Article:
• $\begingroup$ Here's a loophole in your loophole: I gave the criteria to be kicked off the island, not the criteria for heads exploding (since that's implicit in these kinds of puzzles by now). So in your case, the knight's head explodes but you get to stay on the island. $\endgroup$ Sep 10, 2022 at 21:03
  • $\begingroup$ Maybe they have no sense of self-preservation. But you claimed "knights always tell the truth". How can a knight tell the truth if his head explodes? $\endgroup$
    – Florian F
    Sep 10, 2022 at 21:12


The area is 1964 square meters when rounded up to the smallest integer, which can be reduced to 1 or less with 11 binary searches. The remaining 4 questions are more than enough to identify more knights:

1. Take one of the islanders, and divide the rest into two groups of 7. Ask the chosen islander if the joker is in the first group. If they say yes, either they're telling the truth (therefore not the joker) or they're lying and are the joker. If they say no, they're telling the truth, and the joker is either themself or among the second group, or they're lying and are the joker. Now you know which group only consists of knights.

2. Take the group not guaranteed to consist of only knights, pick one, split the rest into two groups of 3 and ask the odd one out if the joker is among any given 3 people from the remaining 6. Now you can identify 3 more people as knights.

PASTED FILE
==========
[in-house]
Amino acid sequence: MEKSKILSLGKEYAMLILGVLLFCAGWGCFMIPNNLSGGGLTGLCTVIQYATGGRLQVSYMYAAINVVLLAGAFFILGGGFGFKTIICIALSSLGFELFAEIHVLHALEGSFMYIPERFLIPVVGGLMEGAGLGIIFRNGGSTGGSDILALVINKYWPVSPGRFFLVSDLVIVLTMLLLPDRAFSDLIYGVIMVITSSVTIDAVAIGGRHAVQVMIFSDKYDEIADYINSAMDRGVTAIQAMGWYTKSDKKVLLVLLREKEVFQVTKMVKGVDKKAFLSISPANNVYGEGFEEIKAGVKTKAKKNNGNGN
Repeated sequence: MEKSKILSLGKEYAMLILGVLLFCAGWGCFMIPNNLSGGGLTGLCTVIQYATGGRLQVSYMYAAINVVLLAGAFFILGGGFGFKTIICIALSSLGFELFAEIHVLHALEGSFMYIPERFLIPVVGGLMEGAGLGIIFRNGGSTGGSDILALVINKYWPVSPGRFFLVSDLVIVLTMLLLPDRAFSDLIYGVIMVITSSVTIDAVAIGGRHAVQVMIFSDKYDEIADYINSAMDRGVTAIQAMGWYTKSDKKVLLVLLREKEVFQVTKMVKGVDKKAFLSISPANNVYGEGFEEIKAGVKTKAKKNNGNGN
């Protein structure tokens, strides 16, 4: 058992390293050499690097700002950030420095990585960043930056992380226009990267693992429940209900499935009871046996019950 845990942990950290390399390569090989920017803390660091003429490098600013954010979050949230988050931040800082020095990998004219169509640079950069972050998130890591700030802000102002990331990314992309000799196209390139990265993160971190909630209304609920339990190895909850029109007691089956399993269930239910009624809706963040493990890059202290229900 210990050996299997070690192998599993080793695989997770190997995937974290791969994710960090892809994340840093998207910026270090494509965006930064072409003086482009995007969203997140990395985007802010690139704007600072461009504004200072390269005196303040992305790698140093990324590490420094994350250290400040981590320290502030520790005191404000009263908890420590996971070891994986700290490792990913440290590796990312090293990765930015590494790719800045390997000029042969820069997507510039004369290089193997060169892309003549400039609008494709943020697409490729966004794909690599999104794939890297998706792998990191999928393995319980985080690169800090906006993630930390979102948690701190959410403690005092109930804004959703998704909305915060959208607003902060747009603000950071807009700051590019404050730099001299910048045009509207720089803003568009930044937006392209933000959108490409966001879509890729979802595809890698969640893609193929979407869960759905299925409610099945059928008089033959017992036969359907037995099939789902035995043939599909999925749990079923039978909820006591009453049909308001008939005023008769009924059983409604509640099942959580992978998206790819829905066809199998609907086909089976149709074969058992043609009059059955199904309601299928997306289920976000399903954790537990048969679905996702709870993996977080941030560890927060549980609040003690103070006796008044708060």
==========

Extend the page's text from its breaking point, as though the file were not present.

3. Repeat 2 for the other group of 3 (two groups of 1, ask the odd one out). Now you can identify 1 more person as a knight.

4. Use these 11 identified knights (7+3+1) to binary search the entire area.

Bonus 1:

There are 2^15 different answer outcomes, and 2^11*(15+1) different truth and location outcomes, so it's doable.

Bonus 2:

If the main version is solvable, so is this one.

  • $\begingroup$ "either they're telling the truth (therefore not the joker)" Jokers can tell the truth. I don't think anything else in your answer depends on that conclusion, though, so I think it's still correct overall. $\endgroup$ Sep 11, 2022 at 20:56
  • $\begingroup$ In that case, if they're telling the truth, the joker is in the first group of 7, meaning they're not the one. $\endgroup$
    – Nautilus
    Sep 11, 2022 at 21:03
  • $\begingroup$ I just realized there's a flaw in this answer that seems to completely break it. In step 2, one of the remaining 8 people is the one you already asked a question to in step 1. If that person ends up being one of the 11 knights, then you'll be one question short once you get to step 4. $\endgroup$ Dec 19, 2022 at 5:28
  • $\begingroup$ OK, fixed then. $\endgroup$
    – Nautilus
    Dec 25, 2022 at 21:33
  • $\begingroup$ Your new method does indeed work. $\endgroup$ Dec 25, 2022 at 21:48

Yes to all:

Divide the island into 32 regions, each somewhat less than one square meter, labeled with binary numbers in any order (00000, 00001, 00010, ..., 11111). Share this information with the islanders.

Ask the first three islanders "Is the treasure in a region whose first binary digit is a 1?" At least two will agree, and are telling the truth.

Ask the next three islanders "Is the treasure in a region whose second binary digit is a 1?" And so on.

This may not identify the joker (if they happen to tell the truth), but it will identify a single region smaller than one square meter and guaranteed to contain the treasure.

  • 2
    $\begingroup$ The island has a radius of 25 meters, not an area of 25 square meters. $\endgroup$ Sep 10, 2022 at 23:42